Liberator encourages a declarative programming style: the developer is
hidden from the algorithm and only provides callbacks at certain
decision points. This enables a compact and powerful style of
programming but, in case of an unexpected result, can make debugging a
pain: there is no step through.
So show me the traces!
Although the developer cannot step through the sequence of decisions,
liberator can be told to trace the execution and report to the
developer. The namespace liberator.dev contains helper
functions for this.
Let’s take this example resource and trace it:
To enable request tracing wrap the request handler in
liberator.dev/wrap-trace. You can wrap either a single
resource or any ring middleware stack. The later is recommended to
make the trace ui easily accessible:
The response will include a complete trace of the sequence of
decisions together with the individual outcome:
You can see that the media-type was negotiated and the decision
function returned a map with the representation definition. This map
was combined with the context at that time and makes the media-type
available for the handler.
Also visible is that the part for conditional request was skipped. Try
playing around with resources that use ETags (see Conditional Requests)
and different methods and look how the request was processed. This will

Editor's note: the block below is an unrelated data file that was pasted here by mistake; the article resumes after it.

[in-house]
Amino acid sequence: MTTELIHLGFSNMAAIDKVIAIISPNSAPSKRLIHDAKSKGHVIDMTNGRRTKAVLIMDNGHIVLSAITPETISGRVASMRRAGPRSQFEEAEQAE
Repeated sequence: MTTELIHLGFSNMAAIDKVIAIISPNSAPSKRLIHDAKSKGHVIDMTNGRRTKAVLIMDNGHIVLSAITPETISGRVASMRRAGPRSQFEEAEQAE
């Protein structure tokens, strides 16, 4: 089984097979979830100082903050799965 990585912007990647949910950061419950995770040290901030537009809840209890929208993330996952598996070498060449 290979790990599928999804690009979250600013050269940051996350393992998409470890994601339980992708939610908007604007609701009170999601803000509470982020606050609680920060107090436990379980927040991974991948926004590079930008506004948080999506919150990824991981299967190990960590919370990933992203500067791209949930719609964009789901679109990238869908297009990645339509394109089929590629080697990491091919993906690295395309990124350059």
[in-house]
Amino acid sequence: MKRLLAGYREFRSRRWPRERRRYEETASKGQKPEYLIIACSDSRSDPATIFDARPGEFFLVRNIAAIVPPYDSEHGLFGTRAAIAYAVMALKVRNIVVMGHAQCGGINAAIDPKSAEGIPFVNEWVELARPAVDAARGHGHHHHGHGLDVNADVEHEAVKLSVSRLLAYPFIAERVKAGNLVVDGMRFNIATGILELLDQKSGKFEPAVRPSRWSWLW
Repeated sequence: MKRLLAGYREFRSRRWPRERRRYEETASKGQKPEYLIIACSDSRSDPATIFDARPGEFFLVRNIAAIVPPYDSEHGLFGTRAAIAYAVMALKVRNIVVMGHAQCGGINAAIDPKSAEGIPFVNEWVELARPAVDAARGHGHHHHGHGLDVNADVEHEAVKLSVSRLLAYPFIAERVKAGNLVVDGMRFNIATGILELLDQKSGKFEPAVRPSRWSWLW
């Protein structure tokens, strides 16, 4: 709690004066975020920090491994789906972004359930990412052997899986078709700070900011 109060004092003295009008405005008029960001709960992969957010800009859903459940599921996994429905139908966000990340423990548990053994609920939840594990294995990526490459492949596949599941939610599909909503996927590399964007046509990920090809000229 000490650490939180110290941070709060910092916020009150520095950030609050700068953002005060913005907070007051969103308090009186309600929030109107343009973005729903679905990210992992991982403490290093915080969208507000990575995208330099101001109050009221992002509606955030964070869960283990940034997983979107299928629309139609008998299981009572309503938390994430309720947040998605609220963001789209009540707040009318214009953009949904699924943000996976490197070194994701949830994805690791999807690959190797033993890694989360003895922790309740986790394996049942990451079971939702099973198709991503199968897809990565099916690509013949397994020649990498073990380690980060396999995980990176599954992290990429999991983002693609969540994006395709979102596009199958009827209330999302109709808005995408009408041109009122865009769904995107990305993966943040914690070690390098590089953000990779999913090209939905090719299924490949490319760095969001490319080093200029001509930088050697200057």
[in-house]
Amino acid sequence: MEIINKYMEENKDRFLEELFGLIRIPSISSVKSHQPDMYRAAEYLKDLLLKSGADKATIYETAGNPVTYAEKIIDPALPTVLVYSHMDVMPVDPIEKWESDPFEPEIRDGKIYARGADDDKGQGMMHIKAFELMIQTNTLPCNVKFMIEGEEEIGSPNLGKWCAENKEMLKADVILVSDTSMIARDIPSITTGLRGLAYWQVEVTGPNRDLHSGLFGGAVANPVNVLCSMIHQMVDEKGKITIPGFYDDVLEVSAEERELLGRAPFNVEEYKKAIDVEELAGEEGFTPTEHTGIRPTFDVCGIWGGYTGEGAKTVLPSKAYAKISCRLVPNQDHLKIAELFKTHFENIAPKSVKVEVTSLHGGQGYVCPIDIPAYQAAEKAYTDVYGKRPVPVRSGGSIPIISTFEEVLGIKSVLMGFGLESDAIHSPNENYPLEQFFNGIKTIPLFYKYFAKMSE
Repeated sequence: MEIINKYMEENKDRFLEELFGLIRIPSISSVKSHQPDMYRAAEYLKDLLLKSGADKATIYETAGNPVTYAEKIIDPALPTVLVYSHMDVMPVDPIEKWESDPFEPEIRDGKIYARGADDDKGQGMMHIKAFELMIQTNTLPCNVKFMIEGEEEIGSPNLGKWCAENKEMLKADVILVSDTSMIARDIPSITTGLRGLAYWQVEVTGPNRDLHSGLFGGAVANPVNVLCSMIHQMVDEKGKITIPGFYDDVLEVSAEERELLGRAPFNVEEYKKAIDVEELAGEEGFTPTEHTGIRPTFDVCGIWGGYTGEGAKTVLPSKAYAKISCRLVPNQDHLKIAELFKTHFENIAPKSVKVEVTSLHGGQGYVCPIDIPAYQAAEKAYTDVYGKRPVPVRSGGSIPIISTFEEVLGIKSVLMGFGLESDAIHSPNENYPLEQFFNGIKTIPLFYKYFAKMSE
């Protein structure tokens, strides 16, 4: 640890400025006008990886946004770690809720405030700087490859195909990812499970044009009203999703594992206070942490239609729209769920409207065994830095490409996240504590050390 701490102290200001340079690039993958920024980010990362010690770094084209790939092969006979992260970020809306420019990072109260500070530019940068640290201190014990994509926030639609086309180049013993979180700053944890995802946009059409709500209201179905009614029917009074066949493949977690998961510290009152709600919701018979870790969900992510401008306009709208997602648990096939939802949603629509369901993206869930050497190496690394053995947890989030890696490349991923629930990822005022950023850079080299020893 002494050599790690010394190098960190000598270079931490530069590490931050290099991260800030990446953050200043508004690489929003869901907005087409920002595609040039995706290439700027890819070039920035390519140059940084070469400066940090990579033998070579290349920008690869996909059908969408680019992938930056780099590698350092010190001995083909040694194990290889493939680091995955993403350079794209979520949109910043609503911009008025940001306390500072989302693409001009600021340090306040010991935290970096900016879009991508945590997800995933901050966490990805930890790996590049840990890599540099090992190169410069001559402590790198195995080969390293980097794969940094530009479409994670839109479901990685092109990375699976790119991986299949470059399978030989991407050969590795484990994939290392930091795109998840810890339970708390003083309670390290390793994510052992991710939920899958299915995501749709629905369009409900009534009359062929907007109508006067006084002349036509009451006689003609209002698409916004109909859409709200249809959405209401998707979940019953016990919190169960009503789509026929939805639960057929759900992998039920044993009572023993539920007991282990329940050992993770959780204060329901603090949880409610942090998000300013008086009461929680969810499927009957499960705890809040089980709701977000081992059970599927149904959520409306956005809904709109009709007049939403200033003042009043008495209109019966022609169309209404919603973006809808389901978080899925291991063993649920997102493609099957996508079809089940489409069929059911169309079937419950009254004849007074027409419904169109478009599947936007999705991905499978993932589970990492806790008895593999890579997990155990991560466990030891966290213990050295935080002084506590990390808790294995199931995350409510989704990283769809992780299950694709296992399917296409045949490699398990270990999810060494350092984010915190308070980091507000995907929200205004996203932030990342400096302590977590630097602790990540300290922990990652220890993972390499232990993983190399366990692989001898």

give you a good understanding of how to implement a more sophisticated resource.
When you payed attention you’ve noticed that we provided two additional
keyword arguments to wrap-trace: :header and :ui. The
first let’s liberator include the trace as response headers which is
nice in the console. Sometimes this is not enough or response
headers are not easily available. Liberator provides a web resource at
http://localhost:3000/x-liberator/requests/ (the trailing slash
is required) where a list of recent requests can be found. The trace
for a single request can be selected there.
For the trace-ui to be accessible it is
mandatory that the wrapped handler is invoked for trace ui resource.
The simplest way to make this is to add wrap-trace to the stack of
ring middleware outside the routing. This is how it's done in the
The trace ui shows for a single request the request including
parameters and headers, the trace of decisions and the decision graph.
It highlights the path that was taken for the request. The edges are
colored depending on the boolean value of the decision.